Mumbai, Dec. 3: Over 16 years after its decommissioning, the aircraft carrier Vikrant is all set to be on sale in an e-auction by the defence ministry later this month. And no one is sadder than the Grey Eagle.
Confirming reports that the Indian Museum Ship (IMS) Vikrant would now be auctioned, Vice Admiral Shekhar Sinha, the flag officer commanding-in-chief of Western Naval Command, said: “It is sad, but true. The e-auctioning process has been initiated.”
Speaking to reporters on board INS Viraat on the eve of Navy Day, Vice Admiral Sinha said: “Personally, I am sad as I was among the last officers to have flown on board Vikrant.”
Decorated as the Grey Eagle — the longest serving naval aviator — Sinha was also part of the historic formal handover of the new, refurbished aircraft carrier INS Vikramaditya by Russia last month.
The navy had continued to manage the Vikrant after it was decommissioned in 1997 and re-christened as an Indian Museum Ship to be preserved as a permanent museum berthed off the Mumbai coast.
“But now the state government has made it clear that they cannot support her further. So, the MoD (ministry of defence) has decided to put her up for auction,” said an emotional Sinha.
MSTC Ltd, a subsidiary of SAIL, initiated the e-auctioning process last month. The ship has been kept open for inspections by prospective bidders at Vikrant Jetty in the naval dockyard from November 26 to December 14.
Bidders have been asked to deposit a pre-bid earnest deposit of Rs 3.10 crore. The final bid for IMS Vikrant will open on the MSTC e-commerce bidding site at noon on December 18 and close the same day at 4pm.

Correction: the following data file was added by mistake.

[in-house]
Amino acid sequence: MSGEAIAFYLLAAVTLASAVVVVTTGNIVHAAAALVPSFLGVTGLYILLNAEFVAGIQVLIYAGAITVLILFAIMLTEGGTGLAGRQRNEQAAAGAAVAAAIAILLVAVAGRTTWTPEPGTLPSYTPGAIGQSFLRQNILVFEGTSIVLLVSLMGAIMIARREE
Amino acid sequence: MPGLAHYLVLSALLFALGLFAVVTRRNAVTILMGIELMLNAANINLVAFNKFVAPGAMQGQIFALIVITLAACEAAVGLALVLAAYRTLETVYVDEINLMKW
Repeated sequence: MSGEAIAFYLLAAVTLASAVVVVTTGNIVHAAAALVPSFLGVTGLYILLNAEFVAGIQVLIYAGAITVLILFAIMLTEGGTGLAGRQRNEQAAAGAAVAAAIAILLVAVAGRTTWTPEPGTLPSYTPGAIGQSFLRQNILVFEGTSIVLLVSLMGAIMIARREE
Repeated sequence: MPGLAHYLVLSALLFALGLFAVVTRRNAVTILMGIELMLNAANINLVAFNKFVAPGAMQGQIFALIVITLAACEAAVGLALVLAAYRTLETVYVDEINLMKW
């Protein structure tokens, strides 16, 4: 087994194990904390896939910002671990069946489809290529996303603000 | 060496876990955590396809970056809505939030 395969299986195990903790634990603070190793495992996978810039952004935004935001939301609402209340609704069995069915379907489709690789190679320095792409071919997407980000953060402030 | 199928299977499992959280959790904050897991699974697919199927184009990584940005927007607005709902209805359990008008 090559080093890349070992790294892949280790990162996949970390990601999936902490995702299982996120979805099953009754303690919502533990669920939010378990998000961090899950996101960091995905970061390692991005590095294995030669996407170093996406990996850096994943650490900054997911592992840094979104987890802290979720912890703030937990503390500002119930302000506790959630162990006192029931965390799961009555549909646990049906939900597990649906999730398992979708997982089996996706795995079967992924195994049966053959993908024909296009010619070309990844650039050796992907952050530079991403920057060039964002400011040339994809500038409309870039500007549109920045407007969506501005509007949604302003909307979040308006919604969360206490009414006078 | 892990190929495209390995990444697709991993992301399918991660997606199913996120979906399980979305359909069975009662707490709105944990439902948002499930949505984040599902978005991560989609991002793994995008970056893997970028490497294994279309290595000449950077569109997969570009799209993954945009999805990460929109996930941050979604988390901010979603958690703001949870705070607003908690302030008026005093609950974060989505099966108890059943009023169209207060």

The 1943 British-built Royal Navy ship HMS Hercules was sold to India in 1957, and was commissioned by the Indian Navy as INS Vikrant in 1961. It played a pivotal role in the 1971 India-Pakistan war and was decommissioned after 36 years of service.
It had been decided to permanently berth IMS Vikrant off Oyster Rock near the Radio Club near the Gateway of India in South Mumbai.
Maharashtra Urban Infrastructure Development Company Ltd was chosen as the agency to implement the maritime museum project in 2008. However, over the years, the project ran into rough weather.
In the past few years, the navy would open the ship to visitors, especially schoolchildren, on special occasions. But now its fate is uncertain, and the ship could well head for a scrapyard.
Asked about her fate, Vice Admiral Sinha said: “You would have to ask the bidders.”
He, however, hoped that a bidder could convert the ship into a museum.
If a bidder does convert it into a museum, Vice Admiral Sinha said, the Indian Navy would provide all possible help because of Vikrant’s sheer “emotional value”.